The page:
Parliament is a peculiar sort of place.
Upon standing to speak there earlier this year, wearing a white t-shirt emblazoned with the words ‘No More Page Three’ - in support of the namesake campaign - I was metaphorically plonked into the naughty corner.
No one batted an eyelid at my waving a copy of the page in question. But then its bare-breasted images are readily available throughout the Westminster estate.
When I suggested that The Sun was removed from our workplace until Page Three put some clothes on, the Prime Minister seemed to find the whole thing very amusing.
This is just one of the many ways in which gender discrimination shadows us still, from cradle to grave.
It’s even stamped upon our marriage certificates – a fact which has gained some column inches of late. These legal documents require the details of a bride and groom’s fathers. But mothers receive no mention – no space has even been made to do so. This stands true for opposite and same sex marriages alike.
To some it may sound trivial. But this recalls a time when marriage was seen as a business transaction between the father of the bride and the father of the groom.
It beggars belief that our law should perpetuate such a draconian message. It also presents a very practical problem. This is a legal document. Excluding mothers’ names serves to wipe women from historical record. It matters. When a son or daughter gets married, they should have the right to document those people who helped them become who they are.
It seems that many people agree. A petition, launched this year by Ailsa Burkimsher Sadler, has raised almost 70,000 signatures. It calls for marriage certificates to comply with the Equality Act by including space for mothers’ names. Many of those who have signed have written their reason for doing so – it’s certainly worth a read.
In support, I tabled an Early Day Motion (EDM), pressuring the Home Office to make history by changing the laws - and to permit mothers' names to be added retrospectively to existing certificates.
Ailsa initiated the petition from a fierce sense of justice. She wanted, she said, to generate enough conservation so the Home Office had to “sit up and pay attention”.
And so it now is.
My own EDM has gained strong cross-party support to become this year’s ‘most signed’ - supported by more than 100 fellow MPs.
But sexism doesn’t only raise its ugly head on our big days. As captured by the Everyday Sexism project, it’s a profound normality. It’s systematic and it permeates every aspect of life – from education and the media to our titles and our workplaces.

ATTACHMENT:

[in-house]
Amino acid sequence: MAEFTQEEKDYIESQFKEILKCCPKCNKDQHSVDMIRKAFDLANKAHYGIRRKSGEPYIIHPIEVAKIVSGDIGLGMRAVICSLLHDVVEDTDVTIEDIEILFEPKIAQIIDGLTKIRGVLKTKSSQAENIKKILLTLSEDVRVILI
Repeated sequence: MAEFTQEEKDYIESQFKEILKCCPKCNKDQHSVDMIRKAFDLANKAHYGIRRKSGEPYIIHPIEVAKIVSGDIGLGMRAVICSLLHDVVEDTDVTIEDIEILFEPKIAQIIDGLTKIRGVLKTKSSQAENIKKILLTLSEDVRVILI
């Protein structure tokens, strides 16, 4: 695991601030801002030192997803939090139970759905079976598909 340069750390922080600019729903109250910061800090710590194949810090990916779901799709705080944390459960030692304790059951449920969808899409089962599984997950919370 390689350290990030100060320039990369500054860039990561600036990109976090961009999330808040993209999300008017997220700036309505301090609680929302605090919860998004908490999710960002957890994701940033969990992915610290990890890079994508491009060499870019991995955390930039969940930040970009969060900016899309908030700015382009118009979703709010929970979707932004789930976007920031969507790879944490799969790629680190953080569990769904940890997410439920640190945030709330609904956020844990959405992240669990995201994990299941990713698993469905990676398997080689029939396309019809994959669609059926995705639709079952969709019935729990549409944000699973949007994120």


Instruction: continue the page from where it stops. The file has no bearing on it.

Our media is positively sodden with it. Page Three is just one, very visible, example.
"Women have been degraded, belittled and served up as sex objects in the press for years"
Women have been degraded, belittled and served up as sex objects in the press for years, despite the United Nations Committee on the Elimination of Discrimination Against Women (CEDAW) repeatedly identifying the links between the portrayal of women as sexual objects with attitudes underpinning violence and discrimination against them (a position backed up in a review commissioned by the Government).
Gender discrimination pervades our places of work. The Mind the Gender Pay Gap campaign cites new figures from the Office of National Statistics Annual Survey of Hours and Incomes: namely that the pay gap between men and women in their twenties has doubled in the past three years.
My own workplace is far from immune.
When I stood up in my white slogan-emblazoned tee-shirt, I did so in an immensely privileged position, at the heart of the British Parliament.
But this institution has been starkly complicit in our country’s systematic oppression of women.
Arguably, it remains so. Certainly it upholds some disquieting traditions.
Mr Cameron’s belittlingly blasé take on Page Three, ready dismissal of its supporters and ‘Yes, Dear’ attitude is, sadly, far from unusual.
There is a huge amount of work to be done. High on my priority list is parliamentary reform and, part of that is addressing that 'old boys' club' mentality and moving Westminster into the 21st century.
We have some fantastic female voices in politics but they remain woefully under represented.
A new campaign – calling for a fairer ‘50/50’ representation of women in politics points out that just 23 per cent of our MPs are female. We’re topped in that table by Afghanistan.
Time may stand still for no man – or woman! – in life, but Westminster knows how to drag its feet: there’s a long hard slog ahead to reform, both inside its walls and out.
But I’m excited – I think there’s a genuine cause for optimism.
There are so many exciting feminist voices emerging today and movements taking root. They’re gaining in confidence, gaining attention and making real headway in helping us push for real – political – change.
You can sign Ailsa’s petition for mothers’ name on marriage certificates, and read the stories, at: change.org/nameequality